University of Chicago
Type of paper: Thesis/Dissertation Chapter
Rhetorical Analysis on Vintage Ads
Appealing to someone’s emotions is how the tobacco companies get the big bucks. Lucky Strike Cigarettes first came about around the 1920s. Its motto was “Reach for a LUCKY instead of a sweet”. Which went on to say in the ad, “To keep a slender figure, No one can deny Lucky Strike. They are toasted so there is no throat irritation and no cough”. This ad was made to appeal to the average American woman in that era. Why were the average American women so fascinated with smoking? Did they not know that it caused cancer? Or was smoking back then more of an accessory rather than a need to be happy and healthy?
This ad was successful in targeting women because it specifically targeted women who were looking to be more independent and sexy. Back then smoking was more of an accessory much like a clutch bag to your little black dress today. It was just more appealing that it was said that it will help keep to keep you slender and sexy. This ad was very successful in appealing in appealing to a woman’s emotion, reasoning, and credibility. Much like the woman today, weight loss and /or maintaining a slim but sexy figure is still a huge topic of discussion. I believe that if women of today knew that they could smoke and lose weight without the chances of getting cancer all while looking sexy, smoking would be even more popular than what it is today. Back then ads like this did an awesome job in targeting women who wanted to look sexy and keep their slim figures or maybe even lose weight, but also believe that what they were doing was healthy.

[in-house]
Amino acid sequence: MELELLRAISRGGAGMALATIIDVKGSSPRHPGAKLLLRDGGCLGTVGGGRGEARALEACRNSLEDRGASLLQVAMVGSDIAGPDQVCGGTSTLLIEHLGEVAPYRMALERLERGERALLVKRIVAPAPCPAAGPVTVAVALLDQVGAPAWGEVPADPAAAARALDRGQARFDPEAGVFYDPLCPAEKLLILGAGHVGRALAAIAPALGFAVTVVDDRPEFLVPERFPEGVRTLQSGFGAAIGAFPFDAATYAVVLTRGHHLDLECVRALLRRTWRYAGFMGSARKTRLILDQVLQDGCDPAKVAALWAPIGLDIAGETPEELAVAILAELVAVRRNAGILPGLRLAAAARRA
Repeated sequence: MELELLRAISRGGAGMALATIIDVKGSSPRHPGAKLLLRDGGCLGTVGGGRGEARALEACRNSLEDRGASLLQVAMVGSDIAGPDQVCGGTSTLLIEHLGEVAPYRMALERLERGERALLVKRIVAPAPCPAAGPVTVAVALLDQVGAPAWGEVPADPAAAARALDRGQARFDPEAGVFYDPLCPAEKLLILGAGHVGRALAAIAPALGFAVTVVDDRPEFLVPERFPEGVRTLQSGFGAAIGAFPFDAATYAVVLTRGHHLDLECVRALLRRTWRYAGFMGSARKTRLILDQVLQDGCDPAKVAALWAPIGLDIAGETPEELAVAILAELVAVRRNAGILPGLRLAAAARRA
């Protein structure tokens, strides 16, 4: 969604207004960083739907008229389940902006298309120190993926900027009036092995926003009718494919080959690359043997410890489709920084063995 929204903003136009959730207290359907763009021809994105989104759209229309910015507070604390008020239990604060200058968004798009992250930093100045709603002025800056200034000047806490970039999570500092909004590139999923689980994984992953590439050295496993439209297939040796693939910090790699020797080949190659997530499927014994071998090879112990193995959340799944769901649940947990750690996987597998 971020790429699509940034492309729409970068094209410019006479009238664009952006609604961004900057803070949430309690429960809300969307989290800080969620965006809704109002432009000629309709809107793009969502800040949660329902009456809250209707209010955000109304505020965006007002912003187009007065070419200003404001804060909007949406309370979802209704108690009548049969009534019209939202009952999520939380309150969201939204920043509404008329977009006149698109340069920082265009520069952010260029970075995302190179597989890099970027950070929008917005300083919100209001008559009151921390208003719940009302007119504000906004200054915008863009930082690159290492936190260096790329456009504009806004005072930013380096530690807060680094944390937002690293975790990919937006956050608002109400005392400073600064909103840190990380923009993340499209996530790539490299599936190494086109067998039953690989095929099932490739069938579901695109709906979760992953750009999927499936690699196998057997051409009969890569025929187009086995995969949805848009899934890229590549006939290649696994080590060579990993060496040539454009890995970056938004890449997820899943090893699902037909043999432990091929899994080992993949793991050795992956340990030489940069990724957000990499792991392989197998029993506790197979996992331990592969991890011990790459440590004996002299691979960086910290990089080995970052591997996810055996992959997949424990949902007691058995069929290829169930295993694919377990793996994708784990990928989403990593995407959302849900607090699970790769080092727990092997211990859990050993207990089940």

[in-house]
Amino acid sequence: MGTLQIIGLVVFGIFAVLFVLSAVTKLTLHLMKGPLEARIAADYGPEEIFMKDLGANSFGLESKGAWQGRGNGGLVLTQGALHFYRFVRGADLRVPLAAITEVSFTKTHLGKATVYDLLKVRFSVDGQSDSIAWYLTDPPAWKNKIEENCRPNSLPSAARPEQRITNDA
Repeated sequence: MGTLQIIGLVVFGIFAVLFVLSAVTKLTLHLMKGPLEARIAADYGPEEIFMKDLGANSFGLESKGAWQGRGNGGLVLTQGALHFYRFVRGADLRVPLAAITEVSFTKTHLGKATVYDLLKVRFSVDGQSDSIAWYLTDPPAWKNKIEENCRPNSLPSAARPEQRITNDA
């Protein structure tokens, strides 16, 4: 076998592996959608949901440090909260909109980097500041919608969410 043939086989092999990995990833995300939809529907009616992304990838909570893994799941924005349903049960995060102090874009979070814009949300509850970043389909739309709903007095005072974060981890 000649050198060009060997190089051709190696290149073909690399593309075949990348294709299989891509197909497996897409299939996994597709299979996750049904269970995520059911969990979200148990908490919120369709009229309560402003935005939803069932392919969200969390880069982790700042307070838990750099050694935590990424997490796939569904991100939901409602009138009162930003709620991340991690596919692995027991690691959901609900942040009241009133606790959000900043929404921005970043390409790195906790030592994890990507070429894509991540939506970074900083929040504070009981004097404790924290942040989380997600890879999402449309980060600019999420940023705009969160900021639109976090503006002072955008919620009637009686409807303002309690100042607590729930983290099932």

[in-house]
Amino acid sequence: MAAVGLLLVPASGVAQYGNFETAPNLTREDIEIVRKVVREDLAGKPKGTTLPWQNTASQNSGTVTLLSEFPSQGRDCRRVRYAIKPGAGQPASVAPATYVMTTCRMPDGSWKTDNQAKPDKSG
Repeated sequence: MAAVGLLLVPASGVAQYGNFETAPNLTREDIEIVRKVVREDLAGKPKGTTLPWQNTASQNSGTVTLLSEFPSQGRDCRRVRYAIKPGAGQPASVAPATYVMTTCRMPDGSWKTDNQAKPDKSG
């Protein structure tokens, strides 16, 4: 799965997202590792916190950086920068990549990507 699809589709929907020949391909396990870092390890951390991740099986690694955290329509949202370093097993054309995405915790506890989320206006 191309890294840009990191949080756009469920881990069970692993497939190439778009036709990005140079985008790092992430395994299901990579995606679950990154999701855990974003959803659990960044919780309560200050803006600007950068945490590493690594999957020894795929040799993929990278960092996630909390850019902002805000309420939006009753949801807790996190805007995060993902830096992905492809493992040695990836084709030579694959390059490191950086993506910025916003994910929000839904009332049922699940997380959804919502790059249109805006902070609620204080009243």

Lucky Strikes slogan, “It’s Toasted” informed their consumers that their manufacturing method toasted their tobacco rather than sun drying it, making their cigarettes taste more desirable. This alone appealed to women because it told them that not only were cigarettes great for them, but that they
taste good as well.
When women gained the ability to vote in the 1920s it aroused a lot of things. The era of the “New Woman” if you will. Women started wearing heavy make-up, cutting their hair into short hair styles, wearing miniskirts, and most of all started drinking and smoking. The woman in the ad was all of those things. She appealed to be slender in size, dark haired with a short cut, make-up with bright red lips puckered as if blowing kisses, with a spaghetti strapped top or dress. All of which spoke to a woman’s inner sexy.
Lucky Strikes ad appealed to a woman’s self-esteem, her inner goddess, her wanting to become who she wasn’t or maintaining who she was. Lucky Strike’s cigarette’s appealed to women of the 1920s because it seemed to be a guarantee “sexy”. This ad I believe is the perfect example of Aristotle’s “Ingredients of Persuasion” otherwise known as “appeals”. Women of that era threw caution and their better judgment into the wind and made being sexy and slim one of the most important factors in a beautiful woman’s life.
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